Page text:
Worldwide Locations

Worldwide Locations

Causes of Conflict in Indonesia

Indonesia Map (lib.utexas.edu/Flickr)

Indonesia Map (lib.utexas.edu/Flickr)

So what can be done about this? There are a couple of things that can be done but overall there are some issues for which I hope you have more solutions than I do. Clearly the way these conflicts are portrayed in the media (newspapers and the broadcast media in particular) is critical. In Indonesia one of the things that is striking is how much the Muslim side of the conflict is portrayed in the media and how much the international press focuses almost exclusively on the Christian victims. In fact there are an equal number of victims and perpetrators on both sides. It is critically important that the media be attended to as a factor in the conflict. I also think you need an instant response from civil society groups to counter some of the more extremist interpretations of the conflict. You need clear and public prosecution of those involved in the violence. You need to work on building civil society so you don’t have - as you have in many parts of Indonesia - all the NGOs on one side of the conflict. In West Kalimantan the Dayaks had all the NGOs and the Madurese had virtually no civil society organizations to work at a community level, at the grassroots level. The same was largely true in Ambon; most of the NGOs were Christian and not Muslim. This is something to think about as we look toward conflict resolution. You clearly need skilled leadership at the national and local levels, which we don’t have in Indonesia at the moment.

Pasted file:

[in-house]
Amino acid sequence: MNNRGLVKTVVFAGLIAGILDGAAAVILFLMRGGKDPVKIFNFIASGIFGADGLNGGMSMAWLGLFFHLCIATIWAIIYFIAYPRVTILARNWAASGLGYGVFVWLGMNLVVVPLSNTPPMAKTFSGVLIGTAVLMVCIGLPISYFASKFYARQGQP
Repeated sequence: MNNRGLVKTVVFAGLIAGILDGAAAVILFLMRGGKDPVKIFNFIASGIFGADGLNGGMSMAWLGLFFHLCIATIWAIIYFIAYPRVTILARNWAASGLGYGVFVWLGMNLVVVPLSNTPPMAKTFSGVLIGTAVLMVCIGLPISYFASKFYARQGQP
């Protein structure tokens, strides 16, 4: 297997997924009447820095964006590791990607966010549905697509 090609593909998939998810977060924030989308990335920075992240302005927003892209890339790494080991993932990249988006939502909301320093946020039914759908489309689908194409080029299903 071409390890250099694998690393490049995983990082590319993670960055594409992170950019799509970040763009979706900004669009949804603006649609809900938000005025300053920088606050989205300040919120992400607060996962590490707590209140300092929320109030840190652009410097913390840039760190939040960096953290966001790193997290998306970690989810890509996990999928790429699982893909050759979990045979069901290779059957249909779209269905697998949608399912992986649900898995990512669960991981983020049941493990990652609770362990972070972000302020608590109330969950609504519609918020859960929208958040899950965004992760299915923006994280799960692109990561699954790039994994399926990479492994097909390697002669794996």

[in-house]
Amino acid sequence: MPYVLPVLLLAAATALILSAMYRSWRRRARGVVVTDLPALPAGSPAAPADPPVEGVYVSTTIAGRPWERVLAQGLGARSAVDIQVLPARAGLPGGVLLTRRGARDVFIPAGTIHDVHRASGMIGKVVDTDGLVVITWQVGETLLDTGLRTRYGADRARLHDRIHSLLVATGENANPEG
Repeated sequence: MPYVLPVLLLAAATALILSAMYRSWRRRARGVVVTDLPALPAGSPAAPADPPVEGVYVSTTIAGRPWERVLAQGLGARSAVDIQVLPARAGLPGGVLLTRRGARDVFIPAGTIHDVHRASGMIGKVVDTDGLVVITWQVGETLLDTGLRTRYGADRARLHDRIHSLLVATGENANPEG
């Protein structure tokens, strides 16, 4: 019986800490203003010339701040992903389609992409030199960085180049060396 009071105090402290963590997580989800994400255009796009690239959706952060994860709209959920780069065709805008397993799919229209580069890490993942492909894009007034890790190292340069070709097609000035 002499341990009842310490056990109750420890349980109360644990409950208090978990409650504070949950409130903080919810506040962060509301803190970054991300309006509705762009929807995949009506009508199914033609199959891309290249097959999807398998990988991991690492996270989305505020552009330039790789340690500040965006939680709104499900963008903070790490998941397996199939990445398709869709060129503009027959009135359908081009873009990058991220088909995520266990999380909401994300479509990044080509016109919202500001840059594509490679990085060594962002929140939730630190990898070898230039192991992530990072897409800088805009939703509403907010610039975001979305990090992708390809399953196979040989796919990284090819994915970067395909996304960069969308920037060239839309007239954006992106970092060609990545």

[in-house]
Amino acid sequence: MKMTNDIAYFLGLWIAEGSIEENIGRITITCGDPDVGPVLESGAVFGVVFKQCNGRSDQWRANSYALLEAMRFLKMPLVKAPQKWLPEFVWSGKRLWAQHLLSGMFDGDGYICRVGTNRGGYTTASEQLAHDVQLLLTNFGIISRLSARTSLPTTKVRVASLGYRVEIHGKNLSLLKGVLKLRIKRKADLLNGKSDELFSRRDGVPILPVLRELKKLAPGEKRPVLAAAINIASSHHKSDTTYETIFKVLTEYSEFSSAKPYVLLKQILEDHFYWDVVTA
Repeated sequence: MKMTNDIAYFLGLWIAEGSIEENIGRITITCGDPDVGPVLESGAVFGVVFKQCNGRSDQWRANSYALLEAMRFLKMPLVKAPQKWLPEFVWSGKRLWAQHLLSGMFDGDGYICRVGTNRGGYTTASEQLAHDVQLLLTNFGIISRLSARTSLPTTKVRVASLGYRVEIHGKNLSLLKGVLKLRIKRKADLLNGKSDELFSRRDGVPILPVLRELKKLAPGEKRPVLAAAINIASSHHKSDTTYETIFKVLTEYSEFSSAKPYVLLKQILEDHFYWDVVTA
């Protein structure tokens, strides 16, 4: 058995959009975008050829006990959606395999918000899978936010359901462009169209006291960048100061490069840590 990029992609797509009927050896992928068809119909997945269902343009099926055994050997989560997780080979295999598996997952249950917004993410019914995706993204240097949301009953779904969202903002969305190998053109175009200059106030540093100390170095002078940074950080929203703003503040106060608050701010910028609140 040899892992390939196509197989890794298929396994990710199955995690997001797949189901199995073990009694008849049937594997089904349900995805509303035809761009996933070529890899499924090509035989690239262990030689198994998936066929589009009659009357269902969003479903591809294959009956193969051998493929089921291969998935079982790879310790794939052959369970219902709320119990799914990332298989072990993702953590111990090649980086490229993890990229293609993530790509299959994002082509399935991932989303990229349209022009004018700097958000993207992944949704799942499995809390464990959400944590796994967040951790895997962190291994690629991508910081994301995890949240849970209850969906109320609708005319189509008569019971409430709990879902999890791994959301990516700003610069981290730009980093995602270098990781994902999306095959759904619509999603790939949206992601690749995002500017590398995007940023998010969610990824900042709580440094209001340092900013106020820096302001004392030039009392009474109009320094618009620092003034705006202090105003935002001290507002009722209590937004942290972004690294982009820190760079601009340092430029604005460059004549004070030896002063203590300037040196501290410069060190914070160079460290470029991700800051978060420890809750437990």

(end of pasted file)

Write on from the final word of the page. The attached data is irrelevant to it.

There is an issue about misguided peacekeeping efforts that needs to be looked at. In Indonesia one of the things that has happened is that these peace pacts have been almost forced on the population by governments, which involve bringing together the leading Muslim and the leading Christian or the leading Dayak and the leading Madurese in a ceremony and everybody thinks this is significant when in fact none of the underlying causes have been addressed. It actually makes things worse because people believe that something has been done. And if the conflict breaks out again there are accusations that one of the two parties in the pact has been acting in bad faith and therefore it just sets everything off again. So we need to look at how peace pacts and conflict resolution and agreements are actually achieved.

Finally I think strengthening police training -- not a very sexy proposal -- is actually something critically important in terms of resolving any of these conflicts in Indonesia.

One of the things that is much more difficult to resolve is the antipathy toward migrants in a settler-migrant sort of dispute and there are no easy answers for redressing some of these policies of the past.